Versus the XX1 and XO1 versions, however, the differences are clear, and mainly come down to weight and stiffness. In just the cassette alone, XX1 will save you almost 100g from the GX’s 450g weight. And similarly, the GX crankset weighs almost 200g more. Add to that the considerably decreased stiffness versus those higher-end groups, and the decreased efficiency will definitely be noticeable. Plus, while we haven’t been able to ride it quite long enough yet, the GX cassette seems to have a lot of connections that may – stress “may” – become looser over time, further decreasing efficiency. The XX1 and XO1 cassettes are literally created by stamping a single piece of chromoly into shape. Another issue we’d like to see addressed is the play in the shifter, compared to comparable systems like Deore XT for instance. There’s too much distance between when the rider begins to push the lever to shift to an easier gear and when the cable engages with the derailleur spring. This is a small issue, to be sure, but it was noticeable and occasionally bothersome, especially in those quick-shift situations where immediacy is key to maintaining momentum.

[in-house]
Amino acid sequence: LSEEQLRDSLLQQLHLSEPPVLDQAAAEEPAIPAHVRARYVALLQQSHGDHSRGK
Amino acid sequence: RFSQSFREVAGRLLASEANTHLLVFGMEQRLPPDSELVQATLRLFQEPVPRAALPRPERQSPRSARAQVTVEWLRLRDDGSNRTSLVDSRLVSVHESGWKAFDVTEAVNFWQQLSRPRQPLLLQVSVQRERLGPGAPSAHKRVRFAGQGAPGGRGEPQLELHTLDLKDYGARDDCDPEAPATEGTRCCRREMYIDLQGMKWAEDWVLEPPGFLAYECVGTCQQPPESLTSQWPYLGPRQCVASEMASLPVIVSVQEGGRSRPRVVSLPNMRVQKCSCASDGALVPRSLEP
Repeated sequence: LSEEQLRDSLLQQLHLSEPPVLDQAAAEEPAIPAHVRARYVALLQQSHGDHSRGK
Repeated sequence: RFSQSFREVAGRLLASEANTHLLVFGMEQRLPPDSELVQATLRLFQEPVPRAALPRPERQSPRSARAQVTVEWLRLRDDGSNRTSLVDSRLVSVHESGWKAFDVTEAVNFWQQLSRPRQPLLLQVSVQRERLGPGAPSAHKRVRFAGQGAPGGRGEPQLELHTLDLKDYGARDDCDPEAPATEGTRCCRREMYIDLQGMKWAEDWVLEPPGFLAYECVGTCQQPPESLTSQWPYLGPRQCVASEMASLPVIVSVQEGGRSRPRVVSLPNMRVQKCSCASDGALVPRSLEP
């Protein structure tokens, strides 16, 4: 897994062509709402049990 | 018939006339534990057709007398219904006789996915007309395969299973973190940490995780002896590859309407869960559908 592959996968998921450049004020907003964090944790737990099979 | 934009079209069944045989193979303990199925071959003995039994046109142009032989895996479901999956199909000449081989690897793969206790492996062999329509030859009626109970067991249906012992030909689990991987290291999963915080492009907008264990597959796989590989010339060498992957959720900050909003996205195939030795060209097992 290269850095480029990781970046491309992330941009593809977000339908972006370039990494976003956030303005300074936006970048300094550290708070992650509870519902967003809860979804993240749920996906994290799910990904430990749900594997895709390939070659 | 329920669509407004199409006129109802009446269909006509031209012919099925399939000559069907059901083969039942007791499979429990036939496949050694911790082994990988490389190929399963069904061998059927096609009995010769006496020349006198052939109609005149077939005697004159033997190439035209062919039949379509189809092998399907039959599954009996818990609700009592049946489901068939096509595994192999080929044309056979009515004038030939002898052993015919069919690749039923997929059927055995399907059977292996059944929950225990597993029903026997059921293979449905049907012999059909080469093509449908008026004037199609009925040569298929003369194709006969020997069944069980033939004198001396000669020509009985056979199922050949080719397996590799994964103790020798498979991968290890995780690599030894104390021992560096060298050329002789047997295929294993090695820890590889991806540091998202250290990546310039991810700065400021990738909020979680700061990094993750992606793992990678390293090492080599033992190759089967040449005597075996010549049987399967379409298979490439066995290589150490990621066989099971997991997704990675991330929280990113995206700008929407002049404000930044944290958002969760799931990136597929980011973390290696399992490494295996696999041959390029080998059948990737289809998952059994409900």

We feel quite firmly that SRAM’s new GX Eagle group – with its very competitive price, excellent overall performance, higher clearance, respectable weight, simple setup and smooth, reliable operation – may put the final nail in the 2x and even 1×11 coffins, for all but those perimeter riders who either truly need the bigger ring for hammering smooth downhills or simply won’t accept that it’s just better. Rumors have been floating for a few years that Shimano will follow suit soon with their own 1×12-speed (or more?) group, and that will inevitably bring down pricing and improve competition and therefore ultimately the overall technology. Serious racers and ultra-distance riders may still want to save the weight with the two higher-end options, and enjoy the uber-precise performance of both, but we think the vast majority of riders would be absolutely thrilled with the GX level. And if you really want to improve your bike’s performance, save money by going with GX over the higher-end groups, and then upgrade your wheels – this is easiest and most significant upgrade a rider can do. RIP front derailleur!